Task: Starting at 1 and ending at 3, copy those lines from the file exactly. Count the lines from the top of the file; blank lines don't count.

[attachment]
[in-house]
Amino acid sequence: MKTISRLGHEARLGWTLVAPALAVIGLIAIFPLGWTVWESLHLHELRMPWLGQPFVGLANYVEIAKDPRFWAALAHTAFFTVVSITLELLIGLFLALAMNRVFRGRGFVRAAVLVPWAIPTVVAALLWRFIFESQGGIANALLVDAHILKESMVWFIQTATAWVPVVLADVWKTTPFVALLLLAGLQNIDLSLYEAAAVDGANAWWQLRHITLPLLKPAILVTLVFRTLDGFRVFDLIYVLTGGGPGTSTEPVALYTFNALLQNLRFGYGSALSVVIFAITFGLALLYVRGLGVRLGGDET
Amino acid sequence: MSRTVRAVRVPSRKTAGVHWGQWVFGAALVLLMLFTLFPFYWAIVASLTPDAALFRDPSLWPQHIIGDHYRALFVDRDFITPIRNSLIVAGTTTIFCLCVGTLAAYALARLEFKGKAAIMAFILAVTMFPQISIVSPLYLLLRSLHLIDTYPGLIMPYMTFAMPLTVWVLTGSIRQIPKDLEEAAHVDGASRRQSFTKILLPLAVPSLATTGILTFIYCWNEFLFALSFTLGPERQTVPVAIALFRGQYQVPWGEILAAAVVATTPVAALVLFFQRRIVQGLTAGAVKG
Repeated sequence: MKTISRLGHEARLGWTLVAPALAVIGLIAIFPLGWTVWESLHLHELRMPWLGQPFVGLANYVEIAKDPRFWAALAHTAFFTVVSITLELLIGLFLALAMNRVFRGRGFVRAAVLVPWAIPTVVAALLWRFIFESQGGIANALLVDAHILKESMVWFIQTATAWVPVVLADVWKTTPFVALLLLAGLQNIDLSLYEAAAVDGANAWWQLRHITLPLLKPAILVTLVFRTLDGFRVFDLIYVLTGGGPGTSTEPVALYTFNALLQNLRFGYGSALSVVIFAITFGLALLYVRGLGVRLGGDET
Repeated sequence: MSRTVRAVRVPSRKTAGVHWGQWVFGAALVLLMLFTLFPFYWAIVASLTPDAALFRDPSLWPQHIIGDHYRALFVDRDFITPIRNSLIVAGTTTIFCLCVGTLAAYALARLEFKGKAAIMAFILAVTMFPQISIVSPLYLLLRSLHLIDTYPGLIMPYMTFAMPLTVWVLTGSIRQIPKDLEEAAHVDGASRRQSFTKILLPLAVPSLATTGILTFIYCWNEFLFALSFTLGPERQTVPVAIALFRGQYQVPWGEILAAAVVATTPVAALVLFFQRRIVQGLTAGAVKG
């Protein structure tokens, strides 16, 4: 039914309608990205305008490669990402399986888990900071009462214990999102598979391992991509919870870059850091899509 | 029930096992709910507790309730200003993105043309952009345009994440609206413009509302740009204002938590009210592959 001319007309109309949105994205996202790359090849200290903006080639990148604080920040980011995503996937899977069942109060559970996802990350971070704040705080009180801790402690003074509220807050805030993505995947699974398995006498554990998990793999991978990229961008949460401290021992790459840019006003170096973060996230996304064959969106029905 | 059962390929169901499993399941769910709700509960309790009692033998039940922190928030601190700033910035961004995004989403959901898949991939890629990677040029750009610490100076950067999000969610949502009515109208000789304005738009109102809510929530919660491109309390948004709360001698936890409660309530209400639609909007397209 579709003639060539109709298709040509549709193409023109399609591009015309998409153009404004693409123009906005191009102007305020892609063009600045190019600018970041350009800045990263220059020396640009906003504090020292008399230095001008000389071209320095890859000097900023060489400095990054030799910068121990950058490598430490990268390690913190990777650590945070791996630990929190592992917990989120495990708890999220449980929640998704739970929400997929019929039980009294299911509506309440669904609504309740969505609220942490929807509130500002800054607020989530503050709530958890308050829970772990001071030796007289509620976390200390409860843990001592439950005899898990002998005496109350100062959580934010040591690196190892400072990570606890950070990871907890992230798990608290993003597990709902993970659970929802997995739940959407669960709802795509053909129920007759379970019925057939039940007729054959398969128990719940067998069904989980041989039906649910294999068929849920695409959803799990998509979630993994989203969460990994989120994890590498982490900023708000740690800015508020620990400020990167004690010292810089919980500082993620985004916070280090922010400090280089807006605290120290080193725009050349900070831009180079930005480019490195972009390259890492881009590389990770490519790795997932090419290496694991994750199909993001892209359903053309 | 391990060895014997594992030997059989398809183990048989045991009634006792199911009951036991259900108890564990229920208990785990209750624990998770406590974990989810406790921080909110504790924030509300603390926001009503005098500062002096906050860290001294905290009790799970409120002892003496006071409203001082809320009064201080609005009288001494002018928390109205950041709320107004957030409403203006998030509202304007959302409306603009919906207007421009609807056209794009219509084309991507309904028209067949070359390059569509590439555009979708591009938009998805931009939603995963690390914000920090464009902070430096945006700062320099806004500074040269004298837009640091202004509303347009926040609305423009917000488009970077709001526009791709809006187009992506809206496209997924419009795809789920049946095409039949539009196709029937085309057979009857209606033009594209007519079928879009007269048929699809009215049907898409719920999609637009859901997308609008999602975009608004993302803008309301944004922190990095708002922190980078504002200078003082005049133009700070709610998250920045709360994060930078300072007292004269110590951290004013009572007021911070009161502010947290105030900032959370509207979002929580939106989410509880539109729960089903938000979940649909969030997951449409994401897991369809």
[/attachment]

[in-house]
Amino acid sequence: MKTISRLGHEARLGWTLVAPALAVIGLIAIFPLGWTVWESLHLHELRMPWLGQPFVGLANYVEIAKDPRFWAALAHTAFFTVVSITLELLIGLFLALAMNRVFRGRGFVRAAVLVPWAIPTVVAALLWRFIFESQGGIANALLVDAHILKESMVWFIQTATAWVPVVLADVWKTTPFVALLLLAGLQNIDLSLYEAAAVDGANAWWQLRHITLPLLKPAILVTLVFRTLDGFRVFDLIYVLTGGGPGTSTEPVALYTFNALLQNLRFGYGSALSVVIFAITFGLALLYVRGLGVRLGGDET
Amino acid sequence: MSRTVRAVRVPSRKTAGVHWGQWVFGAALVLLMLFTLFPFYWAIVASLTPDAALFRDPSLWPQHIIGDHYRALFVDRDFITPIRNSLIVAGTTTIFCLCVGTLAAYALARLEFKGKAAIMAFILAVTMFPQISIVSPLYLLLRSLHLIDTYPGLIMPYMTFAMPLTVWVLTGSIRQIPKDLEEAAHVDGASRRQSFTKILLPLAVPSLATTGILTFIYCWNEFLFALSFTLGPERQTVPVAIALFRGQYQVPWGEILAAAVVATTPVAALVLFFQRRIVQGLTAGAVKG